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Hulsy v. State

June 19, 2009

ROBERT JAMES HULSY, APPELLANT (DEFENDANT),
v.
THE STATE OF WYOMING, APPELLEE (PLAINTIFF).



Appeal from the District Court of Teton County The Honorable Nancy J. Guthrie, Judge.

The opinion of the court was delivered by: Voigt, Chief Justice.

Before VOIGT, C.J., and GOLDEN, HILL, KITE, and BURKE, JJ.

[¶1] The appellant was convicted by a jury of felony interference with a peace officer. He contends on appeal that he was not adequately advised of the charge against him, and that the evidence was insufficient to prove both of the State's theories of guilt, the result being uncertainty as to whether a unanimous verdict was reached. We affirm.

ISSUES

[¶2] The appellant states the issues substantially as follows:

1. Was the appellant denied a unanimous verdict by the State raising alternative theories of causation, when there is insufficient evidence to support both theories and it is impossible to determine which theory the jury selected?

2. Was the appellant denied his right to be properly advised of the specific nature and facts alleged against him, as provided under both the federal and the Wyoming constitutions, as well as Wyoming Rules of Criminal Procedure?

[¶3] The State re-phrases the issues as follows:

1. Was sufficient evidence presented to the jury to support the appellant's conviction?

2. Was there a fatal variance between the charge in the 1st Amended Information and the charge presented to the jury?

FACTS

[¶4] On March 14, 2007, the appellant was engaged in a violent verbal and physical confrontation with an employee at a bar in Jackson, Wyoming. He was eventually subdued and restrained by bar employees and the appellant's roommate, while the manager telephoned for law enforcement assistance. Teton County Sheriff's Deputies Sachse and Stanyon responded to the scene. Upon their arrival, they noted that the appellant was restrained, yet still combative, and that he was threatening to ―kill everyone.‖ The deputies picked the appellant up from where he was being held on the floor, but he began spitting and kicking at them, so they took him back down to the floor. The deputies admonished the appellant and then picked him up again and began escorting him toward the exit.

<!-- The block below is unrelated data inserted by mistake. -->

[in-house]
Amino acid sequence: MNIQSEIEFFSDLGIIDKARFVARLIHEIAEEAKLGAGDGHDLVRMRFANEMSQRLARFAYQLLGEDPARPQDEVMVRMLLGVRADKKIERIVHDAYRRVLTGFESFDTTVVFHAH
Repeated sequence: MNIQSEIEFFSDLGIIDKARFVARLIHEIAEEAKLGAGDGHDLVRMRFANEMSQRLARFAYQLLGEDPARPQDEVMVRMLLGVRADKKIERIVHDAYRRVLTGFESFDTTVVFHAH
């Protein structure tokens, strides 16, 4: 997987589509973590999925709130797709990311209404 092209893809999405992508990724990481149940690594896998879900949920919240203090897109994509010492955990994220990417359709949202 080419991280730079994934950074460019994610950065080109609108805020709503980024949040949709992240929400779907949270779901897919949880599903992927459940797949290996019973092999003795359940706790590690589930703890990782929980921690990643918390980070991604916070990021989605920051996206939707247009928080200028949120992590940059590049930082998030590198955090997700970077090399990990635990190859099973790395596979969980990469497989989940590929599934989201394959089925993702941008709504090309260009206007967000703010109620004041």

[¶5] As the deputies tried to walk the appellant toward a stairway leading to the exit, the appellant resisted by planting his feet firmly on the floor, stomping his feet, and kicking at the deputies. Deputy Sachse described the process as a ―labored forcing walk.‖ The three men started down the stairs, with one deputy on each side of the appellant. Just as they reached the second step, Deputy Sachse felt a sudden burst of energy and forward motion that carried him and the appellant down the stairs. He heard Deputy Stanyon scream out in pain at the same moment. Deputy Stanyon testified that the appellant, who was one step below him on the stairs, planted his right foot on the stair and kicked back directly at Deputy Stanyon with his left foot, striking Deputy Stanyon below the right knee. Though his knee was seriously injured, Deputy Stanyon assisted Deputy Sachse in forcing the appellant into the back seat of a patrol vehicle. Deputy Sachse then took Deputy Stanyon to the hospital emergency room before taking the appellant to jail. Deputy Stanyon's knee was surgically repaired the following day by an orthopedic surgeon.

[ΒΆ6] Deputy Sachse testified that, although he felt the sudden burst of energy that carried him and the appellant down the stairs, he did not see the appellant kick Deputy Stanyon because he was concentrating on watching the steps they were descending. The appellant's roommate, who had been assisting the deputies in trying to control the appellant, testified that he followed the trio toward the stairway, witnessed the appellant's struggling and resisting, and was directly behind them when the appellant's weight went ...


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